An oriental man pushing a shopping cart full of books hailed me in the parking lot of a hardware store. “I…” His forehead creased with concentration. “Booook…” He smiled and pressed a hand to his chest. “Writer.”
I nodded but edged toward my car.
He flashed a bright smile and waved one of his paperbacks in my face. “You…want…buuuk?”
He placed the paperback in my hands. The cover wasn’t bad, I remember thinking, but he could barely speak English. Unless he’d hired a translater, I could imagine what the content might be like.
He’d undoubtedly taken my silence for consent. I shook my head and thrust his offering at him. “I don’t want the book.” I added a polite “thank you,” but he’d already turned away and was scanning the parking lot for his next customer, no doubt.
Sometimes I feel like that man.
Virtually speaking, I’ve been out there pushing my shopping cart from customer to customer, trying to convince people to buy my book. It’s easy to forget there’s a better way.
Marketing Your Book a Better WayFor one thing, I should remember to ask for help. When it comes to marketing a book, it takes a village. I have never felt more needy than when my first book released. You’d think the opposite would be true, since I now had something to offer. I wish it worked like that. Launching a book is a lot like childbirth, to cite an overused analogy.
A woman who has just given birth usually won’t be running a marathon any time soon. She needs support and care. One of the best things I’ve done is put together a private launch team of friends, writing colleagues, and fans. I found out how important that can be when Wayfarer, book two in my Tales of Faeraven epic fantasy series, released while I was flat on my back while deathly ill. My team stepped in for me when I needed them.
Launch team members should be people willing to help without expecting a return because they believe in you as a writer and in your books. That’s as it should be, but I try to treat them well and ensure that the favors go both ways.
Trying to push my shopping cart all over the place, pursuing strangers after stranger, will just wear me out. Besides, it doesn’t work well at all. People buy from those they know, like, and trust. This is why developing relationships with readers is important. That’s been said before, and by many voices, because it’s so true.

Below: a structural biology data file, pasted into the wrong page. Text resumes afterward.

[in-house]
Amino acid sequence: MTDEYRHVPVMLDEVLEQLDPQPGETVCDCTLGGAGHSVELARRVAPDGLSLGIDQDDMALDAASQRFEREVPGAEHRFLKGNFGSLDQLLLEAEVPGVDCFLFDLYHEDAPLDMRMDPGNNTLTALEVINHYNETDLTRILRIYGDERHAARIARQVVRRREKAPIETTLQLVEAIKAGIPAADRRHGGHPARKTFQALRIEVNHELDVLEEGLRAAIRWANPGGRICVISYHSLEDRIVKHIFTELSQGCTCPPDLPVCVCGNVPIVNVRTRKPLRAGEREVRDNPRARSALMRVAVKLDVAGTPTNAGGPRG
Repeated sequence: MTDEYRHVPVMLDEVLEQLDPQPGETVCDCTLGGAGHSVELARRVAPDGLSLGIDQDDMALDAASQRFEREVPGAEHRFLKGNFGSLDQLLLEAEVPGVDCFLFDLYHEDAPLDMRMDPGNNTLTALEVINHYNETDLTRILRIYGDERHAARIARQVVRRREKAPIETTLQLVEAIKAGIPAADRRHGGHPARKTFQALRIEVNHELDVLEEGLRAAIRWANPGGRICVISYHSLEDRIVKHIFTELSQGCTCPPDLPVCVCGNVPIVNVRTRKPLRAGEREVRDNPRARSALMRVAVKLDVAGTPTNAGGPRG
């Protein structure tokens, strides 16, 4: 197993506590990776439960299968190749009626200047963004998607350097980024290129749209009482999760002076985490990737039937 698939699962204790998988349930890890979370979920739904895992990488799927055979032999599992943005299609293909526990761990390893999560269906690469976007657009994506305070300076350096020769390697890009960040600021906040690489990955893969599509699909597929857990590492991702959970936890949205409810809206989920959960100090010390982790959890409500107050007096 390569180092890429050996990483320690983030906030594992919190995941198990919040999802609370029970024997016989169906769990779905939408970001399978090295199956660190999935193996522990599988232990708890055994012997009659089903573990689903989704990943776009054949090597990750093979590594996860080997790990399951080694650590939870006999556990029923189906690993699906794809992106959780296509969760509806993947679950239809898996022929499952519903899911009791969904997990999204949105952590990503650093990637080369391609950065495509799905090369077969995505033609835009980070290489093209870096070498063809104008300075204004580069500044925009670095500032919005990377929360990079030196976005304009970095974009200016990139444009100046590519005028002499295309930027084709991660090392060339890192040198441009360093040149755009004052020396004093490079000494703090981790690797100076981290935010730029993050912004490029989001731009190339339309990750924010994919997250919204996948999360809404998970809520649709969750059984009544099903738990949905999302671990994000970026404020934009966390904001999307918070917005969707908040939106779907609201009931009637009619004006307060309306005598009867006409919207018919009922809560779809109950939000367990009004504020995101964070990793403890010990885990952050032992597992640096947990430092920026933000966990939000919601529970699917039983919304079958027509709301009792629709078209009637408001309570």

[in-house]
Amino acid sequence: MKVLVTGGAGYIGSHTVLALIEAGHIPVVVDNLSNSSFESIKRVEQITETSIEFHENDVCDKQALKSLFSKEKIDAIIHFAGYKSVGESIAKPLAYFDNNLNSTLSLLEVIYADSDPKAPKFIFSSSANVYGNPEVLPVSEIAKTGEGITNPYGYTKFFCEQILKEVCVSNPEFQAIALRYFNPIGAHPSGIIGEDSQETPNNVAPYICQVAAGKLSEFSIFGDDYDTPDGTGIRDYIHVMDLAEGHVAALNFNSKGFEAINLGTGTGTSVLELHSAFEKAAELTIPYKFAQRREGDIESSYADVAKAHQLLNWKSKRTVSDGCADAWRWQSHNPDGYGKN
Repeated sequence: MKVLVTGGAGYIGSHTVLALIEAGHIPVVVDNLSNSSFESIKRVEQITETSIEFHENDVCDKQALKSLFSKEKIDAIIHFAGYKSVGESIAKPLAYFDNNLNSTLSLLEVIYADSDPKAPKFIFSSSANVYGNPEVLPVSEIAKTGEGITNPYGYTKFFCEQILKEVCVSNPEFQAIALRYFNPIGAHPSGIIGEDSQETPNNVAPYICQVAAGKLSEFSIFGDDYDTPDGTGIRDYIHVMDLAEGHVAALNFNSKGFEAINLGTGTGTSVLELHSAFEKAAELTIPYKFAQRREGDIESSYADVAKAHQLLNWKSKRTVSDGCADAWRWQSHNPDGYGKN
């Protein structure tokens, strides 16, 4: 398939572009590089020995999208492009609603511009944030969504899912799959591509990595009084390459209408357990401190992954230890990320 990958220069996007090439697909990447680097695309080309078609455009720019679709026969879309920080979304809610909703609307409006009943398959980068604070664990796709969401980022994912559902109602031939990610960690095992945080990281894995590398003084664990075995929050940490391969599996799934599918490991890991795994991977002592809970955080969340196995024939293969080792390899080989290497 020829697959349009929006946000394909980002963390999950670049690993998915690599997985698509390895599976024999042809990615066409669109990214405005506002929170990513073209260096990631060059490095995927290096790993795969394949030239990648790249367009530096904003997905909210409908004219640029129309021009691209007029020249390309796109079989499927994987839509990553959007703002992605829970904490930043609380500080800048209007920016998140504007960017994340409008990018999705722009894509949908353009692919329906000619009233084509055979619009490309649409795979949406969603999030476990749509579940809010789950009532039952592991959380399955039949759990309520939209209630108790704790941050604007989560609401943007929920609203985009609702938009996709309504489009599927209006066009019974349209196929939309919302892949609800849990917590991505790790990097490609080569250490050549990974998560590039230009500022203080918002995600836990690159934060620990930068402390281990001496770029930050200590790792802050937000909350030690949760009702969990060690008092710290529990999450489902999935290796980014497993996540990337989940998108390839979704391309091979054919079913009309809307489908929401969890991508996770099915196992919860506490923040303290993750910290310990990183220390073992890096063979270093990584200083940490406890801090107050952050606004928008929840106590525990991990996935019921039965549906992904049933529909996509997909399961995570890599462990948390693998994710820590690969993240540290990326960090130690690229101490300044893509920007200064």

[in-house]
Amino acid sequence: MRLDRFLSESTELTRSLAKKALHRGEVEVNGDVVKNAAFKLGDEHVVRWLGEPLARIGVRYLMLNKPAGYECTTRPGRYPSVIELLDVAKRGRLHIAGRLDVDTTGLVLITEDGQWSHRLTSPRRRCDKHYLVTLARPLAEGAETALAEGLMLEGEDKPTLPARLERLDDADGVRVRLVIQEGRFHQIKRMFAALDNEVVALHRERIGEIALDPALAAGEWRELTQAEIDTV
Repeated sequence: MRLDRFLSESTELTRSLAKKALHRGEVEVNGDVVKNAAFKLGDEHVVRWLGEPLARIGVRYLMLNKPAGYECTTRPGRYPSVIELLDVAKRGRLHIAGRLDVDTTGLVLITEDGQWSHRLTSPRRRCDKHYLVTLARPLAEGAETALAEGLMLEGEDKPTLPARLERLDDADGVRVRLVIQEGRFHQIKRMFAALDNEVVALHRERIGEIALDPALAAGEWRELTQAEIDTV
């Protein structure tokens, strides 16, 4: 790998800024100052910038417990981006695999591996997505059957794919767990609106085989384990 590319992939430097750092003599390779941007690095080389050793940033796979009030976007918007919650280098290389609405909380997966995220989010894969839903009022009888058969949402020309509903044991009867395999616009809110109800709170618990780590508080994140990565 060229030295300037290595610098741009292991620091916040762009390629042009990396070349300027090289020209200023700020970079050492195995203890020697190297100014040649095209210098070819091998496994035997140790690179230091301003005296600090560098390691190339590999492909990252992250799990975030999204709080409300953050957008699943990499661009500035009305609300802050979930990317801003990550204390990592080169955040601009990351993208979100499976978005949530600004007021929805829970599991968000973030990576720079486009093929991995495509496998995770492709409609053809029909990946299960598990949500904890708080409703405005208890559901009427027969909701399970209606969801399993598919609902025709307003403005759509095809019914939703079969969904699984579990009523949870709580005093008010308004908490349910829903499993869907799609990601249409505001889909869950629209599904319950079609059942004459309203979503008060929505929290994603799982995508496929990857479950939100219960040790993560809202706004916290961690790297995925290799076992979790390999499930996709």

Every new book gives an author more traction but another mouth to feed, in terms of marketing time and energy. Out of self-defense, you have to figure out what works and what doesn’t. That’s difficult for a writer because so often what we do can be immeasurable.
Engaging on social media and chatting in forums with the hope of interesting readers are two examples of immeasurable efforts. I might tell myself I’m ‘getting my name out there,’ but marketing experts tend to be skeptical about these types of activities. That’s a hard-line approach I’m not sure I can adopt, but I do limit the time I give to efforts with results I can’t measure.
One of the best things I’ve done is develop systems and schedules to keep my social media updates, content creation, and marketing efforts straight. I’m blessed with an analytical nature, but it’s taken a while to get my mind around this. I’m considering share my systems here at Live Write Breathe. If that’s of interest, please let me know in the comments.
Did I mention that having the help of others is vital when launching a book? :o) Just checking. This point bears repeating. My launch of DawnSinger, the first novel in Tales of Faeraven, was successful because a number of people I helped along the way pitched in for me in return. That’s the way social networking works. Wherever you are in your writing journey, it’s never too soon or too late to give your help to someone else. But you can’t give to get. People can smell a selfish motive, and it stinks.
The best marketing advice I can give you is to be sincere in all you do. That oriental fellow pushing his shopping card around the hardware store parking lot at least had that going for him. In his favor, too, were a passion for and belief in his books and dogged perseverance. These are the elements that can drive sales, but they aren’t enough alone.
Marketing Your Book: What Works
- I know now that any pinnacle I reach will be because many hands carried me there. That’s humbling but so beautiful. Putting together a launch team and treating them well has made the difference in my book launches.
- People buy from those they know, like, and trust. Trying to sell to readers who have never heard of you usually doesn’t work very well.
- I’ve learned to guard my time and avoid or limit immeasurable marketing efforts. I’m an artist and a friend, but I’m also in business. I can’t let myself lose sight of that fact.
- Systems and schedules to help organize social networking, content creation, and marketing are a necessity to help leverage my time.
- Energy for marketing comes from my passion for my books, belief in my writing, and perseverance in marketing them.
What do you think of my points? Do you have any other thoughts to share on this topic?